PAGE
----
Coveney denies ‘arrogance’ in handling of Zappone appointment

Minister says he is embarrassed over ‘fiasco’ surrounding UN special envoy role

Minister for Foreign Affairs Simon Coveney has said he did not act arrogantly in handling the "fiasco" of the Katherine Zappone appointment ahead of a motion of no confidence in him in the Dáil on Wednesday.

Mr Coveney said he was “embarrassed” by it, but stuck by the appointment of the former minister to a UN special envoy role in principle, while apologising for how it was handled.

“This has been a fiasco since the issue was brought to Cabinet and approved by Cabinet,” he admitted, but returned to his defence of his motivation for the appointment, which he said was “appropriate”.

Mr Coveney said he had seen no problem or controversy with the appointment until it emerged from Cabinet.


“This was using a process that many other countries are using to good effect and putting somebody who I felt was qualified for the job into that role. It was no more or less complicated than that.”

He said his failure to identify this as an issue did not mean he was arrogant.

“There’s no arrogance whatsoever about an effort by me as the Minister for Foreign Affairs to try to put a special envoy in place to advocate for freedom of expression and LGBTQ rights internationally.

“That’s what we were trying to do here, nobody was trying to pull the wool over anybody’s eyes.”

Deleting texts

He also said he had not breached the Freedom of Information (FoI) law when deleting texts from his phone.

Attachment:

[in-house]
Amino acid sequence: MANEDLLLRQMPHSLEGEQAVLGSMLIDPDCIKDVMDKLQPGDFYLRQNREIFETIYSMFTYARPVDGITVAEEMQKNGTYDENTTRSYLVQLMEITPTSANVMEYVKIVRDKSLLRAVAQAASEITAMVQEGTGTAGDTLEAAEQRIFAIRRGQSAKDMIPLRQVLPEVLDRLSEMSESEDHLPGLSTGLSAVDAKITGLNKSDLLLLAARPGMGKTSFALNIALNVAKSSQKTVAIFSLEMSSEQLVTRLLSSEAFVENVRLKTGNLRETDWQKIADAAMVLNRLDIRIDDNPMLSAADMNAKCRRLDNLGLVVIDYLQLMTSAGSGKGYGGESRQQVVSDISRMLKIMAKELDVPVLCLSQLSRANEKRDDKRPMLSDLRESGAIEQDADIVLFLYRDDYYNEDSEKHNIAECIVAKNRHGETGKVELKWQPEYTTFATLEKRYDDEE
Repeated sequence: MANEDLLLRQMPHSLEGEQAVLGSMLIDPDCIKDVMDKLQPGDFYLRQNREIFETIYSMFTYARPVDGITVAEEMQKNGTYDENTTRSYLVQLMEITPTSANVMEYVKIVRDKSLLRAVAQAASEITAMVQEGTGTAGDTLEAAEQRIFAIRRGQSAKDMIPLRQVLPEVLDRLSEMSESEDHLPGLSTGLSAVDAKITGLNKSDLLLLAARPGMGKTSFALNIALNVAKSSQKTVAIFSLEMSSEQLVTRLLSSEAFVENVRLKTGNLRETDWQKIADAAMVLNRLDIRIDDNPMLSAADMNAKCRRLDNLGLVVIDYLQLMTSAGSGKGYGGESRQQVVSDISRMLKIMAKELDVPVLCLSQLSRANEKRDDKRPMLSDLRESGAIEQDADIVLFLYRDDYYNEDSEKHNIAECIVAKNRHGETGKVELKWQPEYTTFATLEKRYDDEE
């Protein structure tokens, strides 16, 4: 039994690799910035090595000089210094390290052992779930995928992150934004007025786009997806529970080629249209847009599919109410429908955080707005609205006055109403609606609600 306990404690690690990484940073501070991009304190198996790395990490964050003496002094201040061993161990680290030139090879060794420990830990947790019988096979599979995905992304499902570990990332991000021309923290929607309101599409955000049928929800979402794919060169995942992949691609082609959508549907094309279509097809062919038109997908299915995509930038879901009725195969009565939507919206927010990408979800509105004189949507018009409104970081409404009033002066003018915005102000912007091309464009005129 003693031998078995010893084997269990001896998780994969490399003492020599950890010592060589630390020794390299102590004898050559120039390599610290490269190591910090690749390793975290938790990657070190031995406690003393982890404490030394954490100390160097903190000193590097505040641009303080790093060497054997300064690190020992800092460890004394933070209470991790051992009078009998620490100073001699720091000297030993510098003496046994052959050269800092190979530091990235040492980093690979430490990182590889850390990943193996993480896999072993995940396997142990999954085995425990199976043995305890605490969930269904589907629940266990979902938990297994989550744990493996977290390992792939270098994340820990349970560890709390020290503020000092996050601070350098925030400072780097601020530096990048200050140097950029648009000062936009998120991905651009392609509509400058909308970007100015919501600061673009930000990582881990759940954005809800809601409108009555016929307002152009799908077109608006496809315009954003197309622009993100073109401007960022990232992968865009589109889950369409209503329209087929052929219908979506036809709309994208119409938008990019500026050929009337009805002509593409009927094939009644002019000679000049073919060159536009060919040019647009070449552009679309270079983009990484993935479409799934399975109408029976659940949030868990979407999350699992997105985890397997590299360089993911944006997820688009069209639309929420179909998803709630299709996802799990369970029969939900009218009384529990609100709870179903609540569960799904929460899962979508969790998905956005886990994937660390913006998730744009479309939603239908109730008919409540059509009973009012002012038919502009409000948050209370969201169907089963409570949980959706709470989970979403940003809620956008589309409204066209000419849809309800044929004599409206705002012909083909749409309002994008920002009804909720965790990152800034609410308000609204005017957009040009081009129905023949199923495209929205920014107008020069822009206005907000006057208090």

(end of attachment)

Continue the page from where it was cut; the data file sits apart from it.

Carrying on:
“When a conversation concludes, and information isn’t needed to be held on to on my phone, I clear unnecessary information, lots of others do that as well. But I certainly did not break any FoI rules.”

He blamed himself for the handling of the story which could have been dealt with with a “lot more detail and a lot more transparency”.

“My role in this has contributed to this becoming a political story that it didn’t need to become. It is a real frustration and quite frankly an embarrassment for me to be the centre of attention for all the wrong reasons.”

He denied the Fine Gael leadership was out of touch, and reiterated his earlier defence that Ms Zappone had misunderstood conversations with him if she believed she had been offered the job as far back as this March.

He said he “expects” to get support across Government when the confidence vote is taken, and that he has “reached out to people to give them reassurance in that regard”.

Mr Coveney was speaking after a Fine Gael party think-in concluded at a hotel in Co Meath.

Crony politics

Sinn Féin leader Mary Lou McDonald defended her party’s decision to put the matter to a vote of no confidence, hitting out at “crony politics” which she claimed has been a feature of Fine Gael and Fianna Fáil governments for generations.

She said Sinn Féin was left with no option but to table the no-confidence motion as “the Taoiseach failed to do his job in failing to sanction his Minister”.

However, speaking at a pre-Dáil Sinn Féin think-in, she did not rule out going into coalition with either party in the future, while emphasising that the best outcome of an election was a government without either party returning to power.

Labour leader Alan Kelly said there were “bigger issues” facing the Dáil than a vote of confidence in Mr Coveney, and he did not believe it was a priority. However, he confirmed his party would vote in favour of the Sinn Féin’s motion, citing a general lack of confidence in the Government.

Jack Horgan-Jones

Jack Horgan-Jones

Jack Horgan-Jones is a Political Correspondent with The Irish Times

Cormac McQuinn

Cormac McQuinn

Cormac McQuinn is a Political Correspondent at The Irish Times